Get Bored

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I go to the Flint Farmers Market several times a week to visit family. This week I had a great conversation with my cousin.

About a week ago we had a tornado and while she was trying to rush her boys all to the basement she noticed one of them was dragging their feet, with their eyes glued to their phone.

At that moment she realized that he felt the phone was more important than this life or death situation they were in. She then started restricting their time with technology.

It has been rough, but she has noticed good things coming from it. For instance family time has been happening more.

This conversation lead to the topic of this article.

I had been pondering this article for a while, and offered her some of its core ideas, namely that there is a lot of value in boredom because it gives you space to give life a good think, and start asking questions that maybe needed to be asked.

Her response, and contribution to this article, I felt was very well thought out and wise.

Free Time vs Play Time

My cousin started talking about free time and the value that it brings, during the conversation however it became clear that we had differing definitions of what free time really was.

My definition was time to do whatever you wanted, and it was an old definition that I carried with me since childhood. During that time all of my free time was spent playing video games. This made free time and video games practically synonymous.

Her definition, however, was much healthier.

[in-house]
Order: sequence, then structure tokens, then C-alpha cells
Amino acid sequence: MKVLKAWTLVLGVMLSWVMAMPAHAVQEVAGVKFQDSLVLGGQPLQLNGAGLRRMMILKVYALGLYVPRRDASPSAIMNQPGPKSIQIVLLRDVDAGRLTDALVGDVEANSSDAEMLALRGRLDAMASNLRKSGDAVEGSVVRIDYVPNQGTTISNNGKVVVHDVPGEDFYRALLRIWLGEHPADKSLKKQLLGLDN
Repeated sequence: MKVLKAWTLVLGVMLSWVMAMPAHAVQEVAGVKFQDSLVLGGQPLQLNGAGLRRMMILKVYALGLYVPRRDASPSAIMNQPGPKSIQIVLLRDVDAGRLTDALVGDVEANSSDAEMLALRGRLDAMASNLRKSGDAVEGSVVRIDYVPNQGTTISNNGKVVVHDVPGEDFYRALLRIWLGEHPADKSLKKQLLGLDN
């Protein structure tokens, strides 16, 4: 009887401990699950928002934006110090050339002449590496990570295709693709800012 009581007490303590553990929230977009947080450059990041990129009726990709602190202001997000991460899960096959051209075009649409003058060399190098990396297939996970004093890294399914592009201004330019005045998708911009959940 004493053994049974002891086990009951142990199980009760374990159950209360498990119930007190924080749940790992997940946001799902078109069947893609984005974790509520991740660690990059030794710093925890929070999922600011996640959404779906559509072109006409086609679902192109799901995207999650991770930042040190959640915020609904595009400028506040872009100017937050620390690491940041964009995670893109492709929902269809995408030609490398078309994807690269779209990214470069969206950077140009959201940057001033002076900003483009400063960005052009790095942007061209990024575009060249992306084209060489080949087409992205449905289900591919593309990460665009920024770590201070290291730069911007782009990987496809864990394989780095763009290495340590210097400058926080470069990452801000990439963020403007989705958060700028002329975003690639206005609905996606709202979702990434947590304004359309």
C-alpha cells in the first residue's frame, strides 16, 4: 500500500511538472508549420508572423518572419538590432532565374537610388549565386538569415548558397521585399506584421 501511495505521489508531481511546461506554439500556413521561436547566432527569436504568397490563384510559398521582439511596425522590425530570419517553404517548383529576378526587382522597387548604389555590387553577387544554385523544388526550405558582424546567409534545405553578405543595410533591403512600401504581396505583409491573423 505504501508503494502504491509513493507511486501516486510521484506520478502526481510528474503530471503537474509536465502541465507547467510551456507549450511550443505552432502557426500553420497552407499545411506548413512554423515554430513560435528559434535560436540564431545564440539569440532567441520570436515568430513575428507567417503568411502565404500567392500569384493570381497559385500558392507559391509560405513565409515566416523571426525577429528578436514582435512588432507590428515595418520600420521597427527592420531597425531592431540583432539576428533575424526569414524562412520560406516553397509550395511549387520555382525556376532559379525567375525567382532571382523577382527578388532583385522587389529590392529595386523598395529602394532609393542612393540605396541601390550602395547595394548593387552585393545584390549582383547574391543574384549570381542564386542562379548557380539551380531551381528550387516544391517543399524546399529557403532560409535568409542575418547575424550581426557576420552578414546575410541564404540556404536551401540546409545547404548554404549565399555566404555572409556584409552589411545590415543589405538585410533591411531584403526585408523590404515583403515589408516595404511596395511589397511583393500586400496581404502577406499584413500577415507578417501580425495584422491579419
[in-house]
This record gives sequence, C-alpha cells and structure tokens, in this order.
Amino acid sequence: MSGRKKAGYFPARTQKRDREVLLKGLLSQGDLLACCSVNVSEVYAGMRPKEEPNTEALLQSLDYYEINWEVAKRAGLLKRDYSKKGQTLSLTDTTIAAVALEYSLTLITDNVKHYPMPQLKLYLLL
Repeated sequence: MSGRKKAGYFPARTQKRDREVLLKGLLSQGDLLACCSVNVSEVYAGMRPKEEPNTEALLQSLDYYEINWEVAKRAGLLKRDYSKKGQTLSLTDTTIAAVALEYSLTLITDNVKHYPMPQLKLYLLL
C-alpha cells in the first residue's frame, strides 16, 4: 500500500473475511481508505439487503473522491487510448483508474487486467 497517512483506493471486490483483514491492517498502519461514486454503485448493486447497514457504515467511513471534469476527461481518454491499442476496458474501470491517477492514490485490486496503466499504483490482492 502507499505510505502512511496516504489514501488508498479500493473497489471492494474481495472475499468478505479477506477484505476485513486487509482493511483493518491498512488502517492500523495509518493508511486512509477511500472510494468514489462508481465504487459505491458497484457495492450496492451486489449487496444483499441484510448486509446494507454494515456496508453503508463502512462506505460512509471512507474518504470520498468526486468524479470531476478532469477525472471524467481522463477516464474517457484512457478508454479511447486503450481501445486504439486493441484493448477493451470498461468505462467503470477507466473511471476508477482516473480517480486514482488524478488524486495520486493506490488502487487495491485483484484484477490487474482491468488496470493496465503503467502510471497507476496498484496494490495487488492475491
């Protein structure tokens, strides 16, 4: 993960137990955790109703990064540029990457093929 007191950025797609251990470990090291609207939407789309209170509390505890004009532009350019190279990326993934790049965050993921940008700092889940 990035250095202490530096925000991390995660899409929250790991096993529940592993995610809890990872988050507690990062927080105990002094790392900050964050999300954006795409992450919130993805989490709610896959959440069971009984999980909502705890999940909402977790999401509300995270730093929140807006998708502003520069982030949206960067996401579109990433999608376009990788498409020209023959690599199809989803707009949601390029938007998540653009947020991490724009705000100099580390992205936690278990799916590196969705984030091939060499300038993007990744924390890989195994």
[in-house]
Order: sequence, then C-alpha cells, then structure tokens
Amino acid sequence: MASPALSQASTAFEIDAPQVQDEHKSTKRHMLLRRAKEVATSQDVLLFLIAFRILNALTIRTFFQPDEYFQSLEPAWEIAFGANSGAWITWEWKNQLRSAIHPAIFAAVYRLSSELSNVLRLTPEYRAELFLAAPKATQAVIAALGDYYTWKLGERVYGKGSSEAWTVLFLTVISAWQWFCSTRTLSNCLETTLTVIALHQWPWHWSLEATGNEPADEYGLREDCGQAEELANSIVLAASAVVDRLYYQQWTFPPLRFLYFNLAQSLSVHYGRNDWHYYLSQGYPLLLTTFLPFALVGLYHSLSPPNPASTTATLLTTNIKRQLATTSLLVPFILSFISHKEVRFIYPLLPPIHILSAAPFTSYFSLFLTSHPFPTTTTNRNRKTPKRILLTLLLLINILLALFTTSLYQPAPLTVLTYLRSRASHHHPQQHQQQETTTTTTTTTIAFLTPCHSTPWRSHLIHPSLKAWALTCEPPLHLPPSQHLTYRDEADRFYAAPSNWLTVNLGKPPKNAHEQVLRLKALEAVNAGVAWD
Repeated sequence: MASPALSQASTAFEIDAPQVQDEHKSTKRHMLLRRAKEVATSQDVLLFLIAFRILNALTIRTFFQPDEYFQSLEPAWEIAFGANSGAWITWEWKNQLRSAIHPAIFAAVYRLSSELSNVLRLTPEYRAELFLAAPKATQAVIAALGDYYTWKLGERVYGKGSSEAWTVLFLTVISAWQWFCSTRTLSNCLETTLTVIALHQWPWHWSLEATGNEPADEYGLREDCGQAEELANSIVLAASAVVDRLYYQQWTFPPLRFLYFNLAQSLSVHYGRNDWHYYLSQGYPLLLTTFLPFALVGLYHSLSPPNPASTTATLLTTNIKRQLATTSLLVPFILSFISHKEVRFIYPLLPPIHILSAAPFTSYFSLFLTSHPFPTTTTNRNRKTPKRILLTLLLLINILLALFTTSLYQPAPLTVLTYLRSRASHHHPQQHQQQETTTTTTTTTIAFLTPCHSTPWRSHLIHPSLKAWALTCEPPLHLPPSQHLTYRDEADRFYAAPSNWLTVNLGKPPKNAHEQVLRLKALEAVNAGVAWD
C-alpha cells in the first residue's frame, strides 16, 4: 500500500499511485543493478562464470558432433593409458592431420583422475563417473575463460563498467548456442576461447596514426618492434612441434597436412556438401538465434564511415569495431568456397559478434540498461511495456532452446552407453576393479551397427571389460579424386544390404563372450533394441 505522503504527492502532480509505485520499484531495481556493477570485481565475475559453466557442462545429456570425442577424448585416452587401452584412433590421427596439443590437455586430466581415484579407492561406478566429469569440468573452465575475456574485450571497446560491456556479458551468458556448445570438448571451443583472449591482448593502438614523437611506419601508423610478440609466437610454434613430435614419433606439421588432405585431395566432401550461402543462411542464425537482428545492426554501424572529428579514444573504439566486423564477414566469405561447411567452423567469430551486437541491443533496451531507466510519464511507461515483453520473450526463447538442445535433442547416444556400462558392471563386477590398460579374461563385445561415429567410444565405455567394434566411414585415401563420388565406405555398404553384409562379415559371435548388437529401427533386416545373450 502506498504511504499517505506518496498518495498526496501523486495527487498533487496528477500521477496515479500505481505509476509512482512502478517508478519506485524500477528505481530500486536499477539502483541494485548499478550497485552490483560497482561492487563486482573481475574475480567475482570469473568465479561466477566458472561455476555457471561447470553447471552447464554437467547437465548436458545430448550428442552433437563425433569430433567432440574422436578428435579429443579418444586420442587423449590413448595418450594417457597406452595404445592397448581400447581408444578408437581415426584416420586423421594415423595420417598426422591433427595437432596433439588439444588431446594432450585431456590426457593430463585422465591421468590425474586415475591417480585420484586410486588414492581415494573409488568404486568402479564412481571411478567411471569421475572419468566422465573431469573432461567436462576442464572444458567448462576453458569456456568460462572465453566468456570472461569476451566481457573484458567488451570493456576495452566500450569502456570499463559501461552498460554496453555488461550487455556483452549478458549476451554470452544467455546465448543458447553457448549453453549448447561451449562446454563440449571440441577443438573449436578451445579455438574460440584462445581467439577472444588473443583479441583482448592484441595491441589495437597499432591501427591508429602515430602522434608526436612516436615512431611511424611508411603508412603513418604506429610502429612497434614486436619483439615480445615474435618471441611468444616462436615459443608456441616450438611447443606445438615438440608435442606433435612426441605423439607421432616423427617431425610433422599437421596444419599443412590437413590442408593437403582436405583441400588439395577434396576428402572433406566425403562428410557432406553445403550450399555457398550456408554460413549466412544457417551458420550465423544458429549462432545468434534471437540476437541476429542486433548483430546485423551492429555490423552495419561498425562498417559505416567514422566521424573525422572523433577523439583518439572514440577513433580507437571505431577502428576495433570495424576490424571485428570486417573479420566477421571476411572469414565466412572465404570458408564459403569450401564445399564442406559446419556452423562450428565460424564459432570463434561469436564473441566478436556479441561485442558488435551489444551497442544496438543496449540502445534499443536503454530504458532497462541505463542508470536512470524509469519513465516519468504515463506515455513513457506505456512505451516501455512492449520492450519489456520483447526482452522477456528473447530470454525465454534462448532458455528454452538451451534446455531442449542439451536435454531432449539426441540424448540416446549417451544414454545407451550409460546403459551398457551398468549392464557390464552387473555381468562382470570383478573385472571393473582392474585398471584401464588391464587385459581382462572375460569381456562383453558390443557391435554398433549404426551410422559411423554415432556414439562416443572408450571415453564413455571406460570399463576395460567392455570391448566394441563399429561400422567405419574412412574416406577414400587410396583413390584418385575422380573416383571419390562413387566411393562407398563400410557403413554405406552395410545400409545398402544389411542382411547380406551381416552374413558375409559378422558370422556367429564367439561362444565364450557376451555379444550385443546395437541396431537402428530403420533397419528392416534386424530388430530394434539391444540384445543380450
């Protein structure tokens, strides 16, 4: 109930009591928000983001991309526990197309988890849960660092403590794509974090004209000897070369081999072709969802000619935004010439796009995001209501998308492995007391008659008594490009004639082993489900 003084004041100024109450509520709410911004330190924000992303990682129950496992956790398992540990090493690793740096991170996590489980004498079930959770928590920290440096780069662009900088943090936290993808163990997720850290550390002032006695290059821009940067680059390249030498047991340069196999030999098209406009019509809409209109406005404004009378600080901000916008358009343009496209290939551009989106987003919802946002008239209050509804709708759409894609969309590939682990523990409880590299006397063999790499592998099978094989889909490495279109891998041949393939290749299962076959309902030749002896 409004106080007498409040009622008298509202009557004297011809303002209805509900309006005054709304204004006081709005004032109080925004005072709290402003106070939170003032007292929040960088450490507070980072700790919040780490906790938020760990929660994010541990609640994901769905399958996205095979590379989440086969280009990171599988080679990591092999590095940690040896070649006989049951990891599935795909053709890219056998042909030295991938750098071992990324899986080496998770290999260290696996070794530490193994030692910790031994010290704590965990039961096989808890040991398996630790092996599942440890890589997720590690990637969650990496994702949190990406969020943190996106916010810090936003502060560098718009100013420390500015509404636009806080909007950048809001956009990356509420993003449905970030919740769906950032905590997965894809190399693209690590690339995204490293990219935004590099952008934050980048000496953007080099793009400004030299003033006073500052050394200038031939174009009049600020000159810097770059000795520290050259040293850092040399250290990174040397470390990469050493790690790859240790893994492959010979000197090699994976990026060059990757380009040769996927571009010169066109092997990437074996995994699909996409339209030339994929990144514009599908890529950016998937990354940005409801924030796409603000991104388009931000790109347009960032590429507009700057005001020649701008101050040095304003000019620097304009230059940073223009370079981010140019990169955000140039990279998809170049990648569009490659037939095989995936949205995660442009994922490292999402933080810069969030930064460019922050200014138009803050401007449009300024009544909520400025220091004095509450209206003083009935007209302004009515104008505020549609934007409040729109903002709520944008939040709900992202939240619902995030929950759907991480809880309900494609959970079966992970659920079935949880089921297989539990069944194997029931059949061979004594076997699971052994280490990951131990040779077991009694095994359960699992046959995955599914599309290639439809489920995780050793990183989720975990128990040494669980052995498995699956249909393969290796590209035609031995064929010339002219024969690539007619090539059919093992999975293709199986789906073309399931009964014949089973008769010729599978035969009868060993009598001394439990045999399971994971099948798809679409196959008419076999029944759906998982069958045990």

“Free time is time that I have that is free from all other things.”

Well, can’t argue with that.

I asked her about time spent with her phone or watching TV.

“That’s play time, because I’m spending time enjoying myself.”

The Value of Boredom

In my early days of experimenting with living without internet in my home I got bored really fast. In hindsight, this boredom is really what brought the most value to me.

While sitting there bored, I discovered…

  • I had plenty of time in the world, I was just wasting it
  • I did not spend enough time thinking about myself
  • A lot of my anxiety rooted simply in not taking the time to address and process my own feelings

These amazing realizations would have never come to pass if I continued staying hooked to the internet while home.

It’s of course not that these realizations are particularly deep, they are actually quite obvious. It’s just taking the time to sit down with nothing demanding your attention and let your brain naturally focus on processing what is troubling it.

This is the value of free time, of which boredom is a risk.

Every day I force myself to get a little bored for a while, and during these times my journal has become my most trusted companion.

With a journal in front of you and a bored mind, you can’t help but process your life and figure out what’s important to you.

In Closing

Being bored can be a very rough thing to deal with, and make us very uncomfortable. With today’s technology however it’s easier and easier to occupy a bored mind. This is not good.

Give yourself the space you deserve, take some free time. Maybe try out a new prompt. Afterwards reward yourself with some play time.

Thanks for reading! Take care!

-Devon

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